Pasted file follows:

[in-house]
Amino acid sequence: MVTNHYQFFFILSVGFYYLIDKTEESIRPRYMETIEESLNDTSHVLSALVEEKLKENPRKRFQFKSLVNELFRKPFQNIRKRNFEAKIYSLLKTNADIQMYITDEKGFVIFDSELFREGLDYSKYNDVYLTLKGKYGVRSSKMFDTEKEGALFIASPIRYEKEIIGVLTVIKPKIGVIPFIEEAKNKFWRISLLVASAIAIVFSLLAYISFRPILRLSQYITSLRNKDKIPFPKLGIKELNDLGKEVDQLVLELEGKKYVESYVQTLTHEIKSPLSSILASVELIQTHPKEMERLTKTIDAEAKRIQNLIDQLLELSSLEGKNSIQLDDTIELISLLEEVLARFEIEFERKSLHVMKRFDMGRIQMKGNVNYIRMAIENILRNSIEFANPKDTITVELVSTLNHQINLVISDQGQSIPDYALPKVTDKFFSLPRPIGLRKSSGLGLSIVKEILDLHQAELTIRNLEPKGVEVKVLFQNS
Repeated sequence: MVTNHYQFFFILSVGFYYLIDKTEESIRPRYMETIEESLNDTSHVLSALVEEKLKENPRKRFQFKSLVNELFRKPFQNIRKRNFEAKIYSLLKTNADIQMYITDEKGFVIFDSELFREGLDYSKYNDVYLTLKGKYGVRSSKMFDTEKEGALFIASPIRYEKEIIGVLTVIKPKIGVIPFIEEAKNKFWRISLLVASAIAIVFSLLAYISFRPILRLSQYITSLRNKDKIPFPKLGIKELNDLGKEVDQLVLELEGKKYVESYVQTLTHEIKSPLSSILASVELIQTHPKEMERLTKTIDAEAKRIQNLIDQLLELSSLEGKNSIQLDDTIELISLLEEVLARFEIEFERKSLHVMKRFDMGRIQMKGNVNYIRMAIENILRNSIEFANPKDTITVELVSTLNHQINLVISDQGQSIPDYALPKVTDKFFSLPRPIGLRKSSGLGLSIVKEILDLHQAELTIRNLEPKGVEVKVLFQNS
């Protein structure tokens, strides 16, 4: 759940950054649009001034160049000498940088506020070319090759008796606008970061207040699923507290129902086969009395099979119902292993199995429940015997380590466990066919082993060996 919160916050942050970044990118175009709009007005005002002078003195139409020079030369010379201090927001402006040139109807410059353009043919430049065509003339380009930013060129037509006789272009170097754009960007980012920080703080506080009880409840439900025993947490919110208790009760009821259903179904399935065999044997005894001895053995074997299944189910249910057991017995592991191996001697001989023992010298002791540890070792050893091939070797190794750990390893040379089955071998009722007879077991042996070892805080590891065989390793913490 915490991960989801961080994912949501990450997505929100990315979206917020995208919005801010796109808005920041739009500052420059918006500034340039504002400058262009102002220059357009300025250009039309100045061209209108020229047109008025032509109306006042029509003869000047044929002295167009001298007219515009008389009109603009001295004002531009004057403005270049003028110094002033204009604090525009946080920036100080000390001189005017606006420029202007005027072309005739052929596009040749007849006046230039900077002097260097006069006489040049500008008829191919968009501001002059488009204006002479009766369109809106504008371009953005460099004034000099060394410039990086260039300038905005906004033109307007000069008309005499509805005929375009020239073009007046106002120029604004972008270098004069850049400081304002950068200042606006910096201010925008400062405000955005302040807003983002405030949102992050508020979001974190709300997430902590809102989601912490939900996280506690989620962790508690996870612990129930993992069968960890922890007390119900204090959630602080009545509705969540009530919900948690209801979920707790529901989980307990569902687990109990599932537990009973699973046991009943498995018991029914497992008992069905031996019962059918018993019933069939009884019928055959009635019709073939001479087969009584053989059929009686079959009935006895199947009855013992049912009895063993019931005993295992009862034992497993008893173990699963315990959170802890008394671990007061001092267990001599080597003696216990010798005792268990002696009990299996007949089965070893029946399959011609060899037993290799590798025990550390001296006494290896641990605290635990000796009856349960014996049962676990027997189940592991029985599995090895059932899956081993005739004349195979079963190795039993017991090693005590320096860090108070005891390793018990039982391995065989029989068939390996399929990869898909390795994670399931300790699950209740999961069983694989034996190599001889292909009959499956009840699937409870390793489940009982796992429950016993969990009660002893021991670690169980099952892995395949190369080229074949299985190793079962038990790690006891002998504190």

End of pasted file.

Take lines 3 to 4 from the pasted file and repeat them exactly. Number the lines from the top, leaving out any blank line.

Repeated sequence: MVTNHYQFFFILSVGFYYLIDKTEESIRPRYMETIEESLNDTSHVLSALVEEKLKENPRKRFQFKSLVNELFRKPFQNIRKRNFEAKIYSLLKTNADIQMYITDEKGFVIFDSELFREGLDYSKYNDVYLTLKGKYGVRSSKMFDTEKEGALFIASPIRYEKEIIGVLTVIKPKIGVIPFIEEAKNKFWRISLLVASAIAIVFSLLAYISFRPILRLSQYITSLRNKDKIPFPKLGIKELNDLGKEVDQLVLELEGKKYVESYVQTLTHEIKSPLSSILASVELIQTHPKEMERLTKTIDAEAKRIQNLIDQLLELSSLEGKNSIQLDDTIELISLLEEVLARFEIEFERKSLHVMKRFDMGRIQMKGNVNYIRMAIENILRNSIEFANPKDTITVELVSTLNHQINLVISDQGQSIPDYALPKVTDKFFSLPRPIGLRKSSGLGLSIVKEILDLHQAELTIRNLEPKGVEVKVLFQNS
């Protein structure tokens, strides 16, 4: 759940950054649009001034160049000498940088506020070319090759008796606008970061207040699923507290129902086969009395099979119902292993199995429940015997380590466990066919082993060996 919160916050942050970044990118175009709009007005005002002078003195139409020079030369010379201090927001402006040139109807410059353009043919430049065509003339380009930013060129037509006789272009170097754009960007980012920080703080506080009880409840439900025993947490919110208790009760009821259903179904399935065999044997005894001895053995074997299944189910249910057991017995592991191996001697001989023992010298002791540890070792050893091939070797190794750990390893040379089955071998009722007879077991042996070892805080590891065989390793913490 915490991960989801961080994912949501990450997505929100990315979206917020995208919005801010796109808005920041739009500052420059918006500034340039504002400058262009102002220059357009300025250009039309100045061209209108020229047109008025032509109306006042029509003869000047044929002295167009001298007219515009008389009109603009001295004002531009004057403005270049003028110094002033204009604090525009946080920036100080000390001189005017606006420029202007005027072309005739052929596009040749007849006046230039900077002097260097006069006489040049500008008829191919968009501001002059488009204006002479009766369109809106504008371009953005460099004034000099060394410039990086260039300038905005906004033109307007000069008309005499509805005929375009020239073009007046106002120029604004972008270098004069850049400081304002950068200042606006910096201010925008400062405000955005302040807003983002405030949102992050508020979001974190709300997430902590809102989601912490939900996280506690989620962790508690996870612990129930993992069968960890922890007390119900204090959630602080009545509705969540009530919900948690209801979920707790529901989980307990569902687990109990599932537990009973699973046991009943498995018991029914497992008992069905031996019962059918018993019933069939009884019928055959009635019709073939001479087969009584053989059929009686079959009935006895199947009855013992049912009895063993019931005993295992009862034992497993008893173990699963315990959170802890008394671990007061001092267990001599080597003696216990010798005792268990002696009990299996007949089965070893029946399959011609060899037993290799590798025990550390001296006494290896641990605290635990000796009856349960014996049962676990027997189940592991029985599995090895059932899956081993005739004349195979079963190795039993017991090693005590320096860090108070005891390793018990039982391995065989029989068939390996399929990869898909390795994670399931300790699950209740999961069983694989034996190599001889292909009959499956009840699937409870390793489940009982796992429950016993969990009660002893021991670690169980099952892995395949190369080229074949299985190793079962038990790690006891002998504190």